Sir: Paul Vallely was wrong to say that ending the life quickly of a severely disabled suffering baby, who has no chance of survival, takes for granted that there is no difference between killing someone and allowing them to die - it is precisely that difference that Peter Singer is highlighting. It's just that he doesn't feel that we do well by the child if we allow "not killing someone" - a moral value - to have absolute trumping power over another morally valuable outcome, namely relieving great suffering.
Moral values should not be used as an excuse to avoid facing up to a difficult decision. Singer presents us with a real-life human moral conflict, and it is not resolved by saying that it is "absolutely right" not to kill - we are still left with a child in horrible pain. Human life is sacred - that is why this case presents a dilemma - but does that mean it is always good to preserve it at all cost to the baby whose life it actually is?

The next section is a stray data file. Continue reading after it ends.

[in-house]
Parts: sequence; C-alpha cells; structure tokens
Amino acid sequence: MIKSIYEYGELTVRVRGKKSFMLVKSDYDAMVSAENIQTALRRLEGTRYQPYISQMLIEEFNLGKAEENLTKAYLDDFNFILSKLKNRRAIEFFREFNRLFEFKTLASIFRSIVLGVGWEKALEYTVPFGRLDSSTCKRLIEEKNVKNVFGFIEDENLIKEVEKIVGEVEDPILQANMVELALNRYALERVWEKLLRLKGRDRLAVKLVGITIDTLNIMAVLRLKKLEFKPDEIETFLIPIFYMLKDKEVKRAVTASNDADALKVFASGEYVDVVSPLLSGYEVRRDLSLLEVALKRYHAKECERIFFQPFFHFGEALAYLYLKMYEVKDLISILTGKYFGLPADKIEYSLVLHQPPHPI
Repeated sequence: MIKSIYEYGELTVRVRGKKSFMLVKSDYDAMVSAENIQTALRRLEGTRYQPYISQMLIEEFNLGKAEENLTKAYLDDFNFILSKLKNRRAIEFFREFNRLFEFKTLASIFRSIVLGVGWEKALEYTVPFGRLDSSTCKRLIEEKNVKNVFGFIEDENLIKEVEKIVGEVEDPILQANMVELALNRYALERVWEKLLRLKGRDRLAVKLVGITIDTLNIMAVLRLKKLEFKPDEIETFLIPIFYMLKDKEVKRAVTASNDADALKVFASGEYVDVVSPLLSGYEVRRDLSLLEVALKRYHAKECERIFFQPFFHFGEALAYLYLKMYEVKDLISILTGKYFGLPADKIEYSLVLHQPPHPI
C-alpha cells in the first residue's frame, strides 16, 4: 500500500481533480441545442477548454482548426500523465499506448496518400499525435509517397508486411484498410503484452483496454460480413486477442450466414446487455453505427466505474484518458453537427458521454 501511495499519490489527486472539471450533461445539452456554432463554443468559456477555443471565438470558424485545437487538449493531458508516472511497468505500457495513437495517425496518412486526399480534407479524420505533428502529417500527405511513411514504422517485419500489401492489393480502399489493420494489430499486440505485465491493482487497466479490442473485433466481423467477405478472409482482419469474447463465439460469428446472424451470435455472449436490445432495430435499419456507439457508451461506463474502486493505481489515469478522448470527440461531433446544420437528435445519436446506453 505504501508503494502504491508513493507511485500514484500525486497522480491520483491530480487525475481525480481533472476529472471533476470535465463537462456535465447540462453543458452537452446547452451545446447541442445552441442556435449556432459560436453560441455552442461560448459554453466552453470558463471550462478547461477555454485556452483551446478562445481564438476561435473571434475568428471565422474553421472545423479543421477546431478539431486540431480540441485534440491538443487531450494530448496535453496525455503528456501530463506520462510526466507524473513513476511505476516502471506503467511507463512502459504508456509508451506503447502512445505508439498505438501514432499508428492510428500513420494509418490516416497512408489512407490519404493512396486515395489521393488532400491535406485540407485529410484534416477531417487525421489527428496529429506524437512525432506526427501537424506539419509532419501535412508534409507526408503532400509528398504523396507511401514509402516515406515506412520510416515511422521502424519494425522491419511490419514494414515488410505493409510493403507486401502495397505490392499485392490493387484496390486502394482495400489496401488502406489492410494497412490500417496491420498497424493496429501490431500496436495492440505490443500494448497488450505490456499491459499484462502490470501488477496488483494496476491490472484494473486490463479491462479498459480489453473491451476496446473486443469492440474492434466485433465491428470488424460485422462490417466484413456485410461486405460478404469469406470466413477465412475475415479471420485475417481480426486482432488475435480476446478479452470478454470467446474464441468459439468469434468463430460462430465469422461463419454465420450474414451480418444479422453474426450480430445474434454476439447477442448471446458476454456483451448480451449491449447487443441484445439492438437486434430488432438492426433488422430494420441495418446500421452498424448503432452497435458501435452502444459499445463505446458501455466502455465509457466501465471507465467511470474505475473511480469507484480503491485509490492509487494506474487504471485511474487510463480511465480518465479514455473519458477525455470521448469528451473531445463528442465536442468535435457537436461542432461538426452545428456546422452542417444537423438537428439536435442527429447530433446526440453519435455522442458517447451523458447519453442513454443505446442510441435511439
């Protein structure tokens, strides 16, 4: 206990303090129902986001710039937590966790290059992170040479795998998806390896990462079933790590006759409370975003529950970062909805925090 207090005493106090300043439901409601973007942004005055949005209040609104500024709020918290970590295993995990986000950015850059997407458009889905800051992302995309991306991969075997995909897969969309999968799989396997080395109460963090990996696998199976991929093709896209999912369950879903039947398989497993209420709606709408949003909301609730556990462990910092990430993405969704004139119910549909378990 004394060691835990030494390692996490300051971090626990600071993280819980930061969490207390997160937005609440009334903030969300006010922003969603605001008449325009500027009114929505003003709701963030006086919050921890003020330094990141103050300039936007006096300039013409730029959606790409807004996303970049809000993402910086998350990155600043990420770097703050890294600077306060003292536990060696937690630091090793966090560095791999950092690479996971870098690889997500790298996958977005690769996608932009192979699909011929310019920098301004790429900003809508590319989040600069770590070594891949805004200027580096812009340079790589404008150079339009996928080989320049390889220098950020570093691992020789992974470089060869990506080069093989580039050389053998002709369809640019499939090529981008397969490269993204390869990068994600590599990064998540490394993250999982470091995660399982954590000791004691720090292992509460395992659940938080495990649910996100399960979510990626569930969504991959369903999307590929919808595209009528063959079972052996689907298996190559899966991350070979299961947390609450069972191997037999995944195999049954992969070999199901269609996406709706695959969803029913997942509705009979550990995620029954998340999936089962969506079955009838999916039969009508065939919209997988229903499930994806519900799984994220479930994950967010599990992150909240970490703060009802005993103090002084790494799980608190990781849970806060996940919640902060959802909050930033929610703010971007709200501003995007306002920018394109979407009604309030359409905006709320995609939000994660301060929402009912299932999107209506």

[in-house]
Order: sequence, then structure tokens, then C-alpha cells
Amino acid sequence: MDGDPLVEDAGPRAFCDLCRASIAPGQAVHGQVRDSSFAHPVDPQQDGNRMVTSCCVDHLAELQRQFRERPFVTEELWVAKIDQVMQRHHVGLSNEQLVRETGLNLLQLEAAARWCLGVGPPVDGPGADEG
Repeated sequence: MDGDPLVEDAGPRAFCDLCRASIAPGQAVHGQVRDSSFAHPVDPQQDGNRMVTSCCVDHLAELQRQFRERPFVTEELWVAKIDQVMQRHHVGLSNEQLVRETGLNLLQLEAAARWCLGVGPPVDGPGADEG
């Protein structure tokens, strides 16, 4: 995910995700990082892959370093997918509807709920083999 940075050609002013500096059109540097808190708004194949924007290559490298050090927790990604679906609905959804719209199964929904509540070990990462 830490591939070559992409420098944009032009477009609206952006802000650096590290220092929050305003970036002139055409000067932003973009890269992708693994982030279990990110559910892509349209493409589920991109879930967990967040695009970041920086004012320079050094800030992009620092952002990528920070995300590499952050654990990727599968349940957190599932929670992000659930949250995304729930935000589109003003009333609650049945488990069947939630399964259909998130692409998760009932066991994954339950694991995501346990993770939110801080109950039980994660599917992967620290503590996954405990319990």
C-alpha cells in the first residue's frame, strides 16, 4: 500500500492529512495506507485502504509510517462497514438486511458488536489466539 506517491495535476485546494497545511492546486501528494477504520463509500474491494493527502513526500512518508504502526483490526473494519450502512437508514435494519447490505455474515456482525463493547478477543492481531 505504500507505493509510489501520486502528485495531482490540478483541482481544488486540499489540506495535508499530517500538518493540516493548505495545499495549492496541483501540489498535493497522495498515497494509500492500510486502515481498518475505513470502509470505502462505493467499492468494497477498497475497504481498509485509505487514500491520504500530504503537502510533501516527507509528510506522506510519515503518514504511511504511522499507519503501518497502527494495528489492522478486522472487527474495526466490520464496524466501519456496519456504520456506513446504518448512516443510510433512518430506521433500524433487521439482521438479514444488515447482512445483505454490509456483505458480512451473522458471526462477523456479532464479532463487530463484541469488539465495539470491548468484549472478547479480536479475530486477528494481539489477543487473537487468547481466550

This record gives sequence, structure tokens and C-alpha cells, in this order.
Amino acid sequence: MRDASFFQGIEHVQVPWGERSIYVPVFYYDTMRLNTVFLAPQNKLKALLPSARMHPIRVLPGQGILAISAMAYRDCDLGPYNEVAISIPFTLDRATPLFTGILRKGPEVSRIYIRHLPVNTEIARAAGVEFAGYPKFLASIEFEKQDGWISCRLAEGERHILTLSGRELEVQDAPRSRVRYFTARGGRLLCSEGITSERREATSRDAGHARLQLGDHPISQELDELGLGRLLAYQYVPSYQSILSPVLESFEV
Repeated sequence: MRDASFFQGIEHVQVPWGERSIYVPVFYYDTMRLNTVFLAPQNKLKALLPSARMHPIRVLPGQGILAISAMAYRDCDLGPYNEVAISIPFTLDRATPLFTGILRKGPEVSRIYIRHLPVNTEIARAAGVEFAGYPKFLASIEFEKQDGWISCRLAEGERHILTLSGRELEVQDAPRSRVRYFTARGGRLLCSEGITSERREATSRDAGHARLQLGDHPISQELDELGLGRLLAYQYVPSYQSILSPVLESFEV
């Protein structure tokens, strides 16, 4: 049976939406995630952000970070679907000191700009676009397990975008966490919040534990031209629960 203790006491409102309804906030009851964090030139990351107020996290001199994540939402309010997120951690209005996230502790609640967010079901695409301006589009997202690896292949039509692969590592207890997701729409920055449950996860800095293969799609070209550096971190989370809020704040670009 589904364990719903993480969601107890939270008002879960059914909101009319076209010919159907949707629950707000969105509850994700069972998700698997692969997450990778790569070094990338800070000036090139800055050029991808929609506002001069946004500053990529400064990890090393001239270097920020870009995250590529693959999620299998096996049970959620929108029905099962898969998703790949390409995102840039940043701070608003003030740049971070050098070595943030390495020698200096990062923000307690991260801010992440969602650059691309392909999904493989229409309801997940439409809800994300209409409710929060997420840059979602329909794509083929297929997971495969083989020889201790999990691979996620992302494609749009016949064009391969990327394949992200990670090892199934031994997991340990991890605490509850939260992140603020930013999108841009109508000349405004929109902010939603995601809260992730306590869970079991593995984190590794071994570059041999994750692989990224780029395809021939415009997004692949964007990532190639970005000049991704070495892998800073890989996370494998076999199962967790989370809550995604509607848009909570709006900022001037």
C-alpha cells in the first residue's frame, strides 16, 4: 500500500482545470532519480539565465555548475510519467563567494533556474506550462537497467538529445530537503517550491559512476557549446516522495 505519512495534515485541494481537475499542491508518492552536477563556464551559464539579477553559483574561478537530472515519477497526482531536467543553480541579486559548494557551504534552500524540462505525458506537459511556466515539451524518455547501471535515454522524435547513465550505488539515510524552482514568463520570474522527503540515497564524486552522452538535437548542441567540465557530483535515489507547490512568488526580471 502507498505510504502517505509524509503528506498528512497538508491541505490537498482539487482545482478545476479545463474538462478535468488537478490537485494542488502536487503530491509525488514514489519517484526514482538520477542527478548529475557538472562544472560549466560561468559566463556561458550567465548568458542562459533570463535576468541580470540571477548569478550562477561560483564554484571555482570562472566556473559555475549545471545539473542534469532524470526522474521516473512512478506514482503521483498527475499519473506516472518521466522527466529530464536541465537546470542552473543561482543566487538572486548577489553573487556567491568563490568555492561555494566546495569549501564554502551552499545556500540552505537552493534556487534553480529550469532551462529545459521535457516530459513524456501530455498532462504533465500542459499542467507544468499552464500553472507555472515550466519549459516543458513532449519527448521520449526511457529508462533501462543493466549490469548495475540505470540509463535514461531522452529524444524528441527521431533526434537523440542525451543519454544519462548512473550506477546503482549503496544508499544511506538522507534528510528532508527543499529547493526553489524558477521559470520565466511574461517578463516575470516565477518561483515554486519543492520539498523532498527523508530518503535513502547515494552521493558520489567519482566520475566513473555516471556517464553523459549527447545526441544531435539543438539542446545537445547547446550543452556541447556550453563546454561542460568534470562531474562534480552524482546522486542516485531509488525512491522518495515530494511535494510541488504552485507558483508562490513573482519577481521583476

Thames Ditton, Surrey